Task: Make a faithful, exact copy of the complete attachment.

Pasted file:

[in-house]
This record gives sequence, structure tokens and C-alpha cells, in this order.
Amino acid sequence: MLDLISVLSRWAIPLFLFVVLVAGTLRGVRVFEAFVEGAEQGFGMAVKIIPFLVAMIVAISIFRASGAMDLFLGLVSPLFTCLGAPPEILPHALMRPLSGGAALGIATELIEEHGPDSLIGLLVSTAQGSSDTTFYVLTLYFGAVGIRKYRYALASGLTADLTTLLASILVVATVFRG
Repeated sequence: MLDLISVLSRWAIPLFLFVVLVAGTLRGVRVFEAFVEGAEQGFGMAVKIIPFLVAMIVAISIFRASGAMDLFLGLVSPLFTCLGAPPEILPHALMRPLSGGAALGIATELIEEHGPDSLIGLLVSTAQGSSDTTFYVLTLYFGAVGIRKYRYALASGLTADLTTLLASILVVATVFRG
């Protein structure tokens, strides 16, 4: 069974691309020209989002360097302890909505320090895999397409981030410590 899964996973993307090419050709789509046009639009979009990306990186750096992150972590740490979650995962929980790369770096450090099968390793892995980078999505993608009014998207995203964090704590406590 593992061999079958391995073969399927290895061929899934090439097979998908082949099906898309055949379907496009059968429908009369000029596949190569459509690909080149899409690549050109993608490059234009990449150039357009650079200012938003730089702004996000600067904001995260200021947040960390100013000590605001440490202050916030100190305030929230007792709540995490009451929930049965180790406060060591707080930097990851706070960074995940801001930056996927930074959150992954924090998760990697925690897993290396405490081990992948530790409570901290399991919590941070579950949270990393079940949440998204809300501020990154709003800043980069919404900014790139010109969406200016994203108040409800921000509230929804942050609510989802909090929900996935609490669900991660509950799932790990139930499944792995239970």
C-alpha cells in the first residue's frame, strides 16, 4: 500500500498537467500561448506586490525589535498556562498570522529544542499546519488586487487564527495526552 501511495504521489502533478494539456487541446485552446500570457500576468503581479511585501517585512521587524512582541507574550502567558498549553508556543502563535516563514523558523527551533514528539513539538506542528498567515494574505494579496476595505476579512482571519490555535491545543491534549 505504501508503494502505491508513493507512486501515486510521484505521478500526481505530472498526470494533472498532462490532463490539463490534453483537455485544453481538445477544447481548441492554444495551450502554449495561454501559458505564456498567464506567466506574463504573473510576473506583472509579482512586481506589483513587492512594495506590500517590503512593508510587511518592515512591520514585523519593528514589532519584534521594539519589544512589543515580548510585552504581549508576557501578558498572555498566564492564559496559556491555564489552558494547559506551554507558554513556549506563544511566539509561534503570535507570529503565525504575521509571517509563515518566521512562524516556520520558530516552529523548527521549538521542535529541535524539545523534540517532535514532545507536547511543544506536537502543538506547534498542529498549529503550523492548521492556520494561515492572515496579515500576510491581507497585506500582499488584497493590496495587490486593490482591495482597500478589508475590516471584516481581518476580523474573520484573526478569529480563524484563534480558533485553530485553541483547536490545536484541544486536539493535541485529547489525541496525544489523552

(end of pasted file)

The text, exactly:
[in-house]
This record gives sequence, structure tokens and C-alpha cells, in this order.
Amino acid sequence: MLDLISVLSRWAIPLFLFVVLVAGTLRGVRVFEAFVEGAEQGFGMAVKIIPFLVAMIVAISIFRASGAMDLFLGLVSPLFTCLGAPPEILPHALMRPLSGGAALGIATELIEEHGPDSLIGLLVSTAQGSSDTTFYVLTLYFGAVGIRKYRYALASGLTADLTTLLASILVVATVFRG
Repeated sequence: MLDLISVLSRWAIPLFLFVVLVAGTLRGVRVFEAFVEGAEQGFGMAVKIIPFLVAMIVAISIFRASGAMDLFLGLVSPLFTCLGAPPEILPHALMRPLSGGAALGIATELIEEHGPDSLIGLLVSTAQGSSDTTFYVLTLYFGAVGIRKYRYALASGLTADLTTLLASILVVATVFRG
């Protein structure tokens, strides 16, 4: 069974691309020209989002360097302890909505320090895999397409981030410590 899964996973993307090419050709789509046009639009979009990306990186750096992150972590740490979650995962929980790369770096450090099968390793892995980078999505993608009014998207995203964090704590406590 593992061999079958391995073969399927290895061929899934090439097979998908082949099906898309055949379907496009059968429908009369000029596949190569459509690909080149899409690549050109993608490059234009990449150039357009650079200012938003730089702004996000600067904001995260200021947040960390100013000590605001440490202050916030100190305030929230007792709540995490009451929930049965180790406060060591707080930097990851706070960074995940801001930056996927930074959150992954924090998760990697925690897993290396405490081990992948530790409570901290399991919590941070579950949270990393079940949440998204809300501020990154709003800043980069919404900014790139010109969406200016994203108040409800921000509230929804942050609510989802909090929900996935609490669900991660509950799932790990139930499944792995239970």
C-alpha cells in the first residue's frame, strides 16, 4: 500500500498537467500561448506586490525589535498556562498570522529544542499546519488586487487564527495526552 501511495504521489502533478494539456487541446485552446500570457500576468503581479511585501517585512521587524512582541507574550502567558498549553508556543502563535516563514523558523527551533514528539513539538506542528498567515494574505494579496476595505476579512482571519490555535491545543491534549 505504501508503494502505491508513493507512486501515486510521484505521478500526481505530472498526470494533472498532462490532463490539463490534453483537455485544453481538445477544447481548441492554444495551450502554449495561454501559458505564456498567464506567466506574463504573473510576473506583472509579482512586481506589483513587492512594495506590500517590503512593508510587511518592515512591520514585523519593528514589532519584534521594539519589544512589543515580548510585552504581549508576557501578558498572555498566564492564559496559556491555564489552558494547559506551554507558554513556549506563544511566539509561534503570535507570529503565525504575521509571517509563515518566521512562524516556520520558530516552529523548527521549538521542535529541535524539545523534540517532535514532545507536547511543544506536537502543538506547534498542529498549529503550523492548521492556520494561515492572515496579515500576510491581507497585506500582499488584497493590496495587490486593490482591495482597500478589508475590516471584516481581518476580523474573520484573526478569529480563524484563534480558533485553530485553541483547536490545536484541544486536539493535541485529547489525541496525544489523552